MAILING LIST

The “life line” of this ministry is the mailing list.  IF you know of a friend, relative, coworker, neighbor or church friend who once received this monthly communique and because of the “hacking” has been dropped….PLEASE LET US KNOW.  We are rebuilding to the best of our ability.  Any help you give is GREATLY appreciated!   Or, if you would like to receive this newsletter via email each month, we can do that for you. 

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“In Memory”

April Newsletter, 2018  Rick McPherson

Don Cline the founder of Frontier Missions has passed from this life and entered his eternal reward.  He was 95 years of age.

Born in Scappoose Creek, Oregon, Don was ordained with the Wesleyan Methodist Church and pastored in the Pacific Northwest before assuming oversight responsibilities for the denomination in this area.  While moose hunting in British Columbia, Canada, he encountered a great spiritual need in the Native community.  Because of a personal conviction to not hunt on Sundays, he offered a Gospel service instead for the community.  Natives, hunters, loggers and cowboys gathered.  After the message several responded to commit their lives to Christ as their Savior.  One of them was a big Indian!  He pleaded, “Come and help us.  The nearest church is one hundred miles away and we only have horses.  Please, help us!”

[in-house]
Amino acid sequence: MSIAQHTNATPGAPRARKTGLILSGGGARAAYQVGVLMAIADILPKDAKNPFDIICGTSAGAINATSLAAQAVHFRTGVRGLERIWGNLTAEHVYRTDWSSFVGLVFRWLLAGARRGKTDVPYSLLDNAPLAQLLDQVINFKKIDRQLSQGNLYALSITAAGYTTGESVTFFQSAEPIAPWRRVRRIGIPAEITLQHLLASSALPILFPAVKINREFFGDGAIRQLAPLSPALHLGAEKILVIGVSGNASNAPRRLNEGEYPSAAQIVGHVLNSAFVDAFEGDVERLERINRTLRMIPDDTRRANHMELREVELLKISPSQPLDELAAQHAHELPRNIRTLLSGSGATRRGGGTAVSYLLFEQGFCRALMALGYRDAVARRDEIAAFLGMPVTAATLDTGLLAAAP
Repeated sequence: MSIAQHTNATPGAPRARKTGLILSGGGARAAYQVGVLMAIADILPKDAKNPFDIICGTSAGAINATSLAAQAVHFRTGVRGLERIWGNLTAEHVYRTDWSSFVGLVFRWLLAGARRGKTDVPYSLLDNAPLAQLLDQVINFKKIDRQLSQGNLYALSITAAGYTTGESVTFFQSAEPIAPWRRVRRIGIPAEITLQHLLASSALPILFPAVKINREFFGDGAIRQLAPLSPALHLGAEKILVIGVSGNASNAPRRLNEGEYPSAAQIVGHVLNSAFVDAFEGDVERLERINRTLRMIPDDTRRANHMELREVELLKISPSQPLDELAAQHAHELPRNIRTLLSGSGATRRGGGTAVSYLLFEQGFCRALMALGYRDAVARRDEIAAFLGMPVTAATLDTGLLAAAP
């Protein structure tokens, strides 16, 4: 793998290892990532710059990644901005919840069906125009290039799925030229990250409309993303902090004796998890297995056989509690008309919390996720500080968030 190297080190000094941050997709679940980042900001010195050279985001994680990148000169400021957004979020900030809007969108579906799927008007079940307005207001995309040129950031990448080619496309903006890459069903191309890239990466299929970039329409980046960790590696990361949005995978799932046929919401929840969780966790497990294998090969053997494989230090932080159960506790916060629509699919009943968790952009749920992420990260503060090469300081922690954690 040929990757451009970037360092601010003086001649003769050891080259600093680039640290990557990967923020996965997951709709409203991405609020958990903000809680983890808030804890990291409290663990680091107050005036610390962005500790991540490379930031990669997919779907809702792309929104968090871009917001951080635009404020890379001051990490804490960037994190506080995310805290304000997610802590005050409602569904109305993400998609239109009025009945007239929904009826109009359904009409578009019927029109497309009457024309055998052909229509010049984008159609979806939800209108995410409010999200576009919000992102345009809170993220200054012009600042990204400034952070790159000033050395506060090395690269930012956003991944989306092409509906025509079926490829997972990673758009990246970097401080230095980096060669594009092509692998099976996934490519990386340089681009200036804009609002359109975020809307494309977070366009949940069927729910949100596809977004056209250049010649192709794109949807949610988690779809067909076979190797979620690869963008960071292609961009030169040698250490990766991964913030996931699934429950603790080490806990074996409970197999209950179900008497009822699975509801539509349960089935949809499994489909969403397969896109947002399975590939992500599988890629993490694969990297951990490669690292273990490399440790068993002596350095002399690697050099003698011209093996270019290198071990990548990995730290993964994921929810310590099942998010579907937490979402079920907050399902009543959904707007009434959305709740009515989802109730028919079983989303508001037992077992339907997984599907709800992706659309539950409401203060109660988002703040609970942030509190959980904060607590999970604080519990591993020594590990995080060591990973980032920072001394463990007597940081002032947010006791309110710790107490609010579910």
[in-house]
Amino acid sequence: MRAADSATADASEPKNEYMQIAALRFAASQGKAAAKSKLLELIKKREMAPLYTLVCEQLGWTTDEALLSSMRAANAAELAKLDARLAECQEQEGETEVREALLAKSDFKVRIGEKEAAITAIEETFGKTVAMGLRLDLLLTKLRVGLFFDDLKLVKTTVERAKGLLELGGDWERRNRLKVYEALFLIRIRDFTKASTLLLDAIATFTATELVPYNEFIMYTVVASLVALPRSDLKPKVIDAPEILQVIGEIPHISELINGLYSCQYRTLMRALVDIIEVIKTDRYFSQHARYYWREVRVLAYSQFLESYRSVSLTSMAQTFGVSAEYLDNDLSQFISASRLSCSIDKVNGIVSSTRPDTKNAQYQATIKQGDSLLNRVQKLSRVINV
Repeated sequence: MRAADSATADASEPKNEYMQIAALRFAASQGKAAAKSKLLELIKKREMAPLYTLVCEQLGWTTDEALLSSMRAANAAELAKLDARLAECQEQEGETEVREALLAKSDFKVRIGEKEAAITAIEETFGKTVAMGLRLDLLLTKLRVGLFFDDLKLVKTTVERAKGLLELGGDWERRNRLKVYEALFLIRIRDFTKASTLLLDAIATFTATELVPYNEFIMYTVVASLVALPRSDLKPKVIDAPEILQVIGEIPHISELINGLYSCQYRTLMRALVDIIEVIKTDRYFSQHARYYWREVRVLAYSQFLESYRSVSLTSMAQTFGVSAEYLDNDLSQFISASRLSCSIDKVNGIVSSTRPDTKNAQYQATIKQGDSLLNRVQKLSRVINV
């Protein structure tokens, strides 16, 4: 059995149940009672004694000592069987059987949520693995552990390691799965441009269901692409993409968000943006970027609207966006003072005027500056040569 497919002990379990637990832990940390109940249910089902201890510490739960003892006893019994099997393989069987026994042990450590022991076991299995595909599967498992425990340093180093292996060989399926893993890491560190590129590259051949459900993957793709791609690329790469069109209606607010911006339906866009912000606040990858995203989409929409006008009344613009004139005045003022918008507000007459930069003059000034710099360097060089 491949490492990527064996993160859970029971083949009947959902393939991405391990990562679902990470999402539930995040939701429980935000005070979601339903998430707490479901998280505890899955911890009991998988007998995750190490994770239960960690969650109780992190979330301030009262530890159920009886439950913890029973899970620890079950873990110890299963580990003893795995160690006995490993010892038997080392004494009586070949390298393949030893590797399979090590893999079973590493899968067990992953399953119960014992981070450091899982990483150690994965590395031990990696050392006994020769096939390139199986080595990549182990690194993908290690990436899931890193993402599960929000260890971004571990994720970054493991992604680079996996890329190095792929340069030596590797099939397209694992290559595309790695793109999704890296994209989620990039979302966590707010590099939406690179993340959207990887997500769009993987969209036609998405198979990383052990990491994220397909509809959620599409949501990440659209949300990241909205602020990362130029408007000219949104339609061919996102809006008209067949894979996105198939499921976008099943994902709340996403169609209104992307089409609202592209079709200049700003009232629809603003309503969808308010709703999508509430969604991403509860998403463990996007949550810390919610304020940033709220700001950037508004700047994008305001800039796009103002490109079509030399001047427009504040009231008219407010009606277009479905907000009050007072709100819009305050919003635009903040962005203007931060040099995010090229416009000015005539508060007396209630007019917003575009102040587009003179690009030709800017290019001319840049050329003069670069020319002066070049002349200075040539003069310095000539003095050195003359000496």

Later that night as Don prayed and walked the perimeter of a rustic horse corral, he called out to God, “Why don’t You do something?  Why don’t You help these people?”  The response Don heard from God that starry night in western Canada surprised him, “Why don’t you?” 

That simple question was the beginning of Frontier Missions.  The ministry formed with volunteers, pickup trucks, trailers and anything and everything that could be collected and taken to reservations across the country. Groceries, clothing, boots and household items were delivered and the Gospel of Jesus Christ was preached.   As years passed the old pickup trucks became shiny big rigs with names like International, Western Star, Peterbilt and Freightliner.  The trailers got bigger and better and bore names like Great Dane and Fruehauf. 

Native Americans on reservations as far away as Rose Bud and Pine Ridge, South  Dakota;  Crow Agency and Wolf Point,  Montana;  Warm Springs and Celilo, Oregon;  White Swan and Quinault, Washington;  have all been affected by the positive message of God’s love, acceptance and forgiveness. 

Now serving the Native American community, both urban and rural, under the name, Pacific NW Outreach, Inc., the ministry continues.  We have Native pastors, tribal leaders and community organizers who are on the ground in the reservations we serve helping every hour, every day, every week.  The ministry continues to grow and proclaim the Gospel of Jesus Christ. 

We are still responding to the plea of that big Indian in British Columbia who said, “Please, help us!” 

THANK YOU FOR HELPING US, HELP THEM.